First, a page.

The woman volunteer from Lebanon told me that she and her husband moved to the US in the 1980s because they are Christians and it was not safe for them to live in Beirut. “I am blessed to be here this morning,” she said, as we filled up to-go containers for those who needed more food for later in the day. I felt my heart lift from all the goodwill around me. “Me too,” I said. “Yes, me too.”

In other words, today I received a good deal more than I gave and I walked out the door feeling a lot better about the generous spirit of human beings.

I believe in the basic goodness of people and our shared concerns regarding the world around us.  I trust these qualities will keep us grounded in our common humanity and help us rise above our divisions. We all want the same things, after all – a warm meal, a safe place to sleep, kindness, a sense of connection and a little hope.

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Two Beacons of Light

I had a lovely visit with Fong Nham and his girlfriend, Kelly Luc, who drove all the way from Rosemead, CA to see me today. I worked with Fong two years ago on his applications to medical school and with Kelly this past year on her application to Physician Assistant school.  They were kind enough to bring gifts from the Asian market where Fong’s dad works: fresh avocados, golden kiwis from New Zealand and yellow Philippine-style noodles.  Fong has just completed his first year at Herbert Wertheim College of Medicine at Miami International University and Kelly will begin her PA training at Western University of Health Sciences in Pomona, CA in August.  I was very pleased to see both of them.

Fong and Kelly’s parents fled to the United States during the 1990s, seeking political asylum from the brutal Communist regime in Vietnam.  They had little education but came with hopes for a peaceful life in a country where their children could have a real future.  Both sets of parents have worked hard to create a life where their children could feel safe and supported. They have also encouraged them to aim high in their educational goals.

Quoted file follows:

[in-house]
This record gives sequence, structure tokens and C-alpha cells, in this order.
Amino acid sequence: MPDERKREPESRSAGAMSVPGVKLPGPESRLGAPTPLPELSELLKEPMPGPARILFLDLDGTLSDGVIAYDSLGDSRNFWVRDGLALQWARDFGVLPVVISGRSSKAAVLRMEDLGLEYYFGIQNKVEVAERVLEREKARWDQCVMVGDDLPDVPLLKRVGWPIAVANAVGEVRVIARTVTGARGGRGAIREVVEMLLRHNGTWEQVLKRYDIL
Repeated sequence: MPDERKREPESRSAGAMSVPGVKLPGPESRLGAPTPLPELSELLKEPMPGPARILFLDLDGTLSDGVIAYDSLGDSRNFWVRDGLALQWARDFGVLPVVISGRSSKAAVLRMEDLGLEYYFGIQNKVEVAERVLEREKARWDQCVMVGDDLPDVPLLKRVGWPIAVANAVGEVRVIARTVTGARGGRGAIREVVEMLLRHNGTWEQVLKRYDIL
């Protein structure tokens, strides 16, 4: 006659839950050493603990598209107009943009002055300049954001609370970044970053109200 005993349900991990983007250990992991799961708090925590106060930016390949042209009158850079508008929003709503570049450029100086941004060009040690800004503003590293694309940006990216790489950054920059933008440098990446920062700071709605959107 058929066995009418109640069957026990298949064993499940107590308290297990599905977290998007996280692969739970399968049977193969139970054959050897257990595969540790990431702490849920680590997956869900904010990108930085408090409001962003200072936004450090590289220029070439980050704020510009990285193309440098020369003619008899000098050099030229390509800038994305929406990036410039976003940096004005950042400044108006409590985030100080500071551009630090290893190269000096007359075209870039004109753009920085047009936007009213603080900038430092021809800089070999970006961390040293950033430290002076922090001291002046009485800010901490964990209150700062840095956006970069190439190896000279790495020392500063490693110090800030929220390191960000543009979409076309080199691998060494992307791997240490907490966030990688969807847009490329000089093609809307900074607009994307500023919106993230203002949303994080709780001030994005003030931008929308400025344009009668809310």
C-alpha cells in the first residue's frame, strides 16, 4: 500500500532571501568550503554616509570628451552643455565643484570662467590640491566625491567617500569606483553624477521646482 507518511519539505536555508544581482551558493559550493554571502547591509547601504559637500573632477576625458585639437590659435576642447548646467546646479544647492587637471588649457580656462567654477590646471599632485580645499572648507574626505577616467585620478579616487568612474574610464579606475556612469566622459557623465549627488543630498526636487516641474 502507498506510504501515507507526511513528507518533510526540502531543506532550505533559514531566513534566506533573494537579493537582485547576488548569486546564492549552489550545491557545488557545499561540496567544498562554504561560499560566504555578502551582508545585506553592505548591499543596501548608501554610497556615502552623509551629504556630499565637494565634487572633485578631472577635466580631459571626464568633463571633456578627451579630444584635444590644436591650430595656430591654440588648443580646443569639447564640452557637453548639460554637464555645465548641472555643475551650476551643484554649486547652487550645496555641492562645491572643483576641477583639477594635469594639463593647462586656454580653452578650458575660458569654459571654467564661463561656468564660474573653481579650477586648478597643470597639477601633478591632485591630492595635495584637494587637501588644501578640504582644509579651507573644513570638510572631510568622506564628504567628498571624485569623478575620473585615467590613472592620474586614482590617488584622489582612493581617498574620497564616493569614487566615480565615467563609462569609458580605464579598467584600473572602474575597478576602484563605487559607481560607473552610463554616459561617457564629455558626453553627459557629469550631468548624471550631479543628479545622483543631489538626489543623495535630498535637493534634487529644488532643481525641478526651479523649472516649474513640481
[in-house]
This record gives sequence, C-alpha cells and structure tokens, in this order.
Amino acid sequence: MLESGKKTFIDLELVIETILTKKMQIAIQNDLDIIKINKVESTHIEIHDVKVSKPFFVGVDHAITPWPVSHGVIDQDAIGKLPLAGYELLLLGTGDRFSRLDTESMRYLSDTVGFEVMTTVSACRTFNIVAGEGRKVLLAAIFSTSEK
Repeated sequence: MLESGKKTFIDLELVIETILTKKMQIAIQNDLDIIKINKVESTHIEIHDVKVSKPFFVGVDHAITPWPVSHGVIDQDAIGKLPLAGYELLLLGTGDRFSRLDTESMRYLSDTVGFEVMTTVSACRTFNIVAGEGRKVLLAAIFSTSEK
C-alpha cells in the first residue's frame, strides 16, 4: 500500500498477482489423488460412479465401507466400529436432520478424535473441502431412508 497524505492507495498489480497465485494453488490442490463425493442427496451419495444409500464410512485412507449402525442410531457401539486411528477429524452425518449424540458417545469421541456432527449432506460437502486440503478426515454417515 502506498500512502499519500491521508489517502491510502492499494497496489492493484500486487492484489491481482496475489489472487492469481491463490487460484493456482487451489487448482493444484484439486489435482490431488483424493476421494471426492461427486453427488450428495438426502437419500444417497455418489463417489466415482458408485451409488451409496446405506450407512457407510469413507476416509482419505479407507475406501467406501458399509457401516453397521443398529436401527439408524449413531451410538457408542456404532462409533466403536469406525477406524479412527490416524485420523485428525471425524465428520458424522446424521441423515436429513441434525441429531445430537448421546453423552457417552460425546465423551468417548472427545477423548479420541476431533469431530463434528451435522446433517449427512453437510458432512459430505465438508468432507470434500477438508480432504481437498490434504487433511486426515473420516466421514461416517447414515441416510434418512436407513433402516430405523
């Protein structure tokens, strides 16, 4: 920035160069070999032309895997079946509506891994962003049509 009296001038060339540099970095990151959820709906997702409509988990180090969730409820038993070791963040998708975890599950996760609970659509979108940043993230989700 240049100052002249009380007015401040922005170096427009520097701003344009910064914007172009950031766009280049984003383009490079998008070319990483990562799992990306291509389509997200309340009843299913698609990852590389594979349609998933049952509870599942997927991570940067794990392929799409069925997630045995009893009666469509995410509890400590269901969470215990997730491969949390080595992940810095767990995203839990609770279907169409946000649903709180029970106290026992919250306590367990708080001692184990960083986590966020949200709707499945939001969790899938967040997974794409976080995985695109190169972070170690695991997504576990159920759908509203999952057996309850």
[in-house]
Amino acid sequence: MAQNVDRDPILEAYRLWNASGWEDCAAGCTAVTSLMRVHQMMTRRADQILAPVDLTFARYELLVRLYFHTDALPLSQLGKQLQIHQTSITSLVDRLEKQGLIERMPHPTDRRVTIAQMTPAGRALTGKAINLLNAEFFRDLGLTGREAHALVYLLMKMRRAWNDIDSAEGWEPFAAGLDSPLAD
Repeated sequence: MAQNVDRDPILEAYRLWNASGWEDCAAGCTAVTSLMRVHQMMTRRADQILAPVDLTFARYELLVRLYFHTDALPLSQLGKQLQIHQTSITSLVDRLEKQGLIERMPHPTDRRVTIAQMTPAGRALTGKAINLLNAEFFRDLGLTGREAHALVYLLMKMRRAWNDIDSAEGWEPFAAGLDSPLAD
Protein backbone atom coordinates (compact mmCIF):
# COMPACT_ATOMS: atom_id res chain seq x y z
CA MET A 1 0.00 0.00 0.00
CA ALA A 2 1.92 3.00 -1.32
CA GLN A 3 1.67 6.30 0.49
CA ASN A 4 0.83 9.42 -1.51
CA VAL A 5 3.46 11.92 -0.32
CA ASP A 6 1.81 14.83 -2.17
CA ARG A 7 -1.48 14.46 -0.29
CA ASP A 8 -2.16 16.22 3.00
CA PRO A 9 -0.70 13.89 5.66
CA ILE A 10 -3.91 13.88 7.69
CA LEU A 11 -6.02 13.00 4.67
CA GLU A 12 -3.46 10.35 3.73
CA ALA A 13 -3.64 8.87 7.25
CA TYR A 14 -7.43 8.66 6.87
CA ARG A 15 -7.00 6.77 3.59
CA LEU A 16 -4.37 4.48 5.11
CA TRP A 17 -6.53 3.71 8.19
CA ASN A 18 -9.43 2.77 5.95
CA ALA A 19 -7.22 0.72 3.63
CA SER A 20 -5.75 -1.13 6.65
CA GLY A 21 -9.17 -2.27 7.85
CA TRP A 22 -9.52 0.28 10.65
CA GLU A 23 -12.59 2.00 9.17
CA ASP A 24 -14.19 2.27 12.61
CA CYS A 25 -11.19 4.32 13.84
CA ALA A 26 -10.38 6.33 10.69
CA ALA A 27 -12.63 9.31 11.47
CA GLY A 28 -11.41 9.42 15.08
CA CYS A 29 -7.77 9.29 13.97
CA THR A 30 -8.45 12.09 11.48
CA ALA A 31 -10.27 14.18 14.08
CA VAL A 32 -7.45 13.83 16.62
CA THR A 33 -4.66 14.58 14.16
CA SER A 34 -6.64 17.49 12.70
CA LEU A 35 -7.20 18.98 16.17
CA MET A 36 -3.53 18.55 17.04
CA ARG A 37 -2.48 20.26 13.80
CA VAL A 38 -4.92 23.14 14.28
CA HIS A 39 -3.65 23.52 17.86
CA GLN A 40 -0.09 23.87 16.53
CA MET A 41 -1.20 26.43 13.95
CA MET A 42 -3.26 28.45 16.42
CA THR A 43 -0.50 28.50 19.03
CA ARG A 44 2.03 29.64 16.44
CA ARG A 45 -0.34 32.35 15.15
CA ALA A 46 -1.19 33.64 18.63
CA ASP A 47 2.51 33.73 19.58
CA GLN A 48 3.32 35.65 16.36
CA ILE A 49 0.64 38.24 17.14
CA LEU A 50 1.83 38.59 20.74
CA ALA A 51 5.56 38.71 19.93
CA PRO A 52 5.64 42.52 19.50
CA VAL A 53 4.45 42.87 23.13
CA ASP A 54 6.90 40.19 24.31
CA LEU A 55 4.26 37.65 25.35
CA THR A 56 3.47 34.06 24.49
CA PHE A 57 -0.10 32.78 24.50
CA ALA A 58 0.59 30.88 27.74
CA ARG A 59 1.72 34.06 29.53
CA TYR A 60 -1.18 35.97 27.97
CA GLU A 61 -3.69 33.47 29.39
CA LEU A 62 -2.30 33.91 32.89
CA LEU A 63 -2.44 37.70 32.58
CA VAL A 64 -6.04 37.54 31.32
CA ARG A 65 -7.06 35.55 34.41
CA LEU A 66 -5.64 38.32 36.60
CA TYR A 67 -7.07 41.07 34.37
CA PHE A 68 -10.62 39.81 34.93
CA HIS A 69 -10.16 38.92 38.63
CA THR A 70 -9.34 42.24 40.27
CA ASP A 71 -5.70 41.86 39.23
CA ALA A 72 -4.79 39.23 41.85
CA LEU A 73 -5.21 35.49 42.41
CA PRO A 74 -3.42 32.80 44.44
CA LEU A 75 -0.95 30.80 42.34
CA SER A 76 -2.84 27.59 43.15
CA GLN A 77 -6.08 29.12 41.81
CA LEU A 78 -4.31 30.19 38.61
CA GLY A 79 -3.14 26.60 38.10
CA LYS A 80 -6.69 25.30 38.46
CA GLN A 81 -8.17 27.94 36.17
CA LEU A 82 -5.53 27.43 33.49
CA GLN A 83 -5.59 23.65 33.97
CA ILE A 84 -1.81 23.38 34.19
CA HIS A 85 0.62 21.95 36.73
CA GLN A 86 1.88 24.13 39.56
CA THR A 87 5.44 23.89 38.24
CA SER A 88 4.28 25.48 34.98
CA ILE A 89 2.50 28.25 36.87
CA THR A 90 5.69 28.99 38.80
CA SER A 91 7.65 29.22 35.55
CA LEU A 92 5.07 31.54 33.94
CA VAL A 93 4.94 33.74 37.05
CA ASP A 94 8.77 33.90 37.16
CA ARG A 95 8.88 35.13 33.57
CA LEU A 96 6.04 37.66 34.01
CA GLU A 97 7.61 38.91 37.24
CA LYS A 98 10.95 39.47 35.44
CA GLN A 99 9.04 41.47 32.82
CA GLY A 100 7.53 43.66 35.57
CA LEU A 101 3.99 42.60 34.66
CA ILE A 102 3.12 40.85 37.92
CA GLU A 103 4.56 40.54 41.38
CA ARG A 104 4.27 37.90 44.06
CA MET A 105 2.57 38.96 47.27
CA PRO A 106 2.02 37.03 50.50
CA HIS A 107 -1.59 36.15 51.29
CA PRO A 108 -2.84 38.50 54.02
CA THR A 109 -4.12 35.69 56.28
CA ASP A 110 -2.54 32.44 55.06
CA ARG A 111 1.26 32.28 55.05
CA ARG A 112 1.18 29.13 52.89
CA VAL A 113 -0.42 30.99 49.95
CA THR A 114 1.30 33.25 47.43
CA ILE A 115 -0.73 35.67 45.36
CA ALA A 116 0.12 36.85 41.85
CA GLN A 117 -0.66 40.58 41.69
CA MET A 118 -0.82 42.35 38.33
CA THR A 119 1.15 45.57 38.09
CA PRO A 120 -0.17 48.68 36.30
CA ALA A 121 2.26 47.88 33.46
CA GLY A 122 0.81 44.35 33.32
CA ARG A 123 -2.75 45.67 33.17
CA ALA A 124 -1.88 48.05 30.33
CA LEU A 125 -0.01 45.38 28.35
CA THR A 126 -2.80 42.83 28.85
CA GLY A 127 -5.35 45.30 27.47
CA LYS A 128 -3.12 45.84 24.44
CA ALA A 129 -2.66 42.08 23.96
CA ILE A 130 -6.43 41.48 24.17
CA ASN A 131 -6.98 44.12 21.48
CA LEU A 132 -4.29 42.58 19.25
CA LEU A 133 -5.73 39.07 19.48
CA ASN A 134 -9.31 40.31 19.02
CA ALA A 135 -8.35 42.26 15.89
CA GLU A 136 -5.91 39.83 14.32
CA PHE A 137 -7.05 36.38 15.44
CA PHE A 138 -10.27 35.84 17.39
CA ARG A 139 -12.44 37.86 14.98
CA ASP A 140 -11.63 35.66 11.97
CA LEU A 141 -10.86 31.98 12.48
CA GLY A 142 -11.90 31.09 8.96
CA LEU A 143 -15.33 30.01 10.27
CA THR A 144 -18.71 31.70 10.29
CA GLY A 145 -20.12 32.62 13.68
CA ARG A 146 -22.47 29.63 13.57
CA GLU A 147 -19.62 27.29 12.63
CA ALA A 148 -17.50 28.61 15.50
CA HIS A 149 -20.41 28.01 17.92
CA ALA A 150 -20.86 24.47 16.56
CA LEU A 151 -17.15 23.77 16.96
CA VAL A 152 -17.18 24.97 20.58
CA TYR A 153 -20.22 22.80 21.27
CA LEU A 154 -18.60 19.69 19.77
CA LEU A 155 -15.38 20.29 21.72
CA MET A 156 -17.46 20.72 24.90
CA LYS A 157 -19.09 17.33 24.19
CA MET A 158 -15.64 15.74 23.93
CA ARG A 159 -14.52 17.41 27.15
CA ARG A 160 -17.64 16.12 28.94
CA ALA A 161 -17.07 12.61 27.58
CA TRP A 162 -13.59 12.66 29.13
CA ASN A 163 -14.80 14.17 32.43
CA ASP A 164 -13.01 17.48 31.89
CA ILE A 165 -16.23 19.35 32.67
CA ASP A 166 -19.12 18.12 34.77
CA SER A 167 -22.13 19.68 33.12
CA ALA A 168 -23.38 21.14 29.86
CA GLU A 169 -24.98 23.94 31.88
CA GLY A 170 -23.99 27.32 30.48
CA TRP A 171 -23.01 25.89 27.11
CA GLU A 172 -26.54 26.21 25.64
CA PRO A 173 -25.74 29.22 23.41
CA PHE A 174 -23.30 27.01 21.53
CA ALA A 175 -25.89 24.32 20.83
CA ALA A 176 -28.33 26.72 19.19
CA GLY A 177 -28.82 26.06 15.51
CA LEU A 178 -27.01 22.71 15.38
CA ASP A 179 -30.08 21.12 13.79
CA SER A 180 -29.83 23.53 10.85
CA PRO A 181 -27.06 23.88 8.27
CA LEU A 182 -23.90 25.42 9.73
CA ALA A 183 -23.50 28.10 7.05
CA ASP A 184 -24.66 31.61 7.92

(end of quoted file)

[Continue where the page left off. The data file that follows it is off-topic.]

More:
Fong and Kelly represent the true American dream.  They have studied hard, stayed focused and are now eager to give back to the country which has offered them opportunities they could have never had back in Vietnam. They both hope to work with underserved populations and will bring sensitivity and compassion to the patients who are fortunate enough to have them as caregivers.

These two young people, children of immigrants who were fleeing political oppression, represent America at her best.  They demonstrate what can happen when our country operates from the words inscribed on the Statue of Liberty:

“Give me your tired, your poor, your huddled masses yearning to breathe free, the wretched refuse of your teeming shore. Send these, the homeless, tempest-tossed to me, I lift my lamp beside the golden door!”

Congratulations to you, Fong, on the completion of your first year of medical school and to you, Kelly, on your acceptance to PA school.  I know your parents are very proud, as well they should be.  I am proud of you too.  Your successes are beacons of light for us all.

Fong, Kelly and me

When Life Hits Hard

I learned today that a friend of mine has been diagnosed with ALS.  She and her husband are writers and have been chronicling this experience for several months, though today was the day they announced it out in the world.  Their journal entries, which they have shared with friends, are so full of love, pain, and down-to-the-guts honesty that I feel not only privileged to be allowed such access but also awe-struck at their bravery as they face this passage in their lives. I know the whole family and we have all cooked breakfast together for the homeless at our “Breakfast Club” on more than one occasion in years past. They are special people, each of them, and they certainly deserve any kind thought or small prayer you may have to offer up.

At a time like this, my inclination is to turn to Mary Oliver, who sometimes says the words that help express how I feel.

Heavy by Mary Oliver

That time
I thought I could not
go any closer to grief
without dying

I went closer,
and I did not die.
Surely God
had his hand in this,

as well as friends.
Still, I was bent,
and my laughter,
as the poet said,

was nowhere to be found.
Then said my friend Daniel,
(brave even among lions),
“It’s not the weight you carry

but how you carry it –
books, bricks, grief –
it’s all in the way
you embrace it, balance it, carry it

when you cannot, and would not,
put it down.”
So I went practicing.
Have you noticed?

Have you heard
the laughter
that comes, now and again,
out of my startled mouth?

How I linger
to admire, admire, admire
the things of this world
that are kind, and maybe

also troubled –
roses in the wind,
the sea geese on the steep waves,
a love
to which there is no reply?

— “Heavy” by Mary Oliver from Thirst.

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Flash Fiction, Memoir and Essay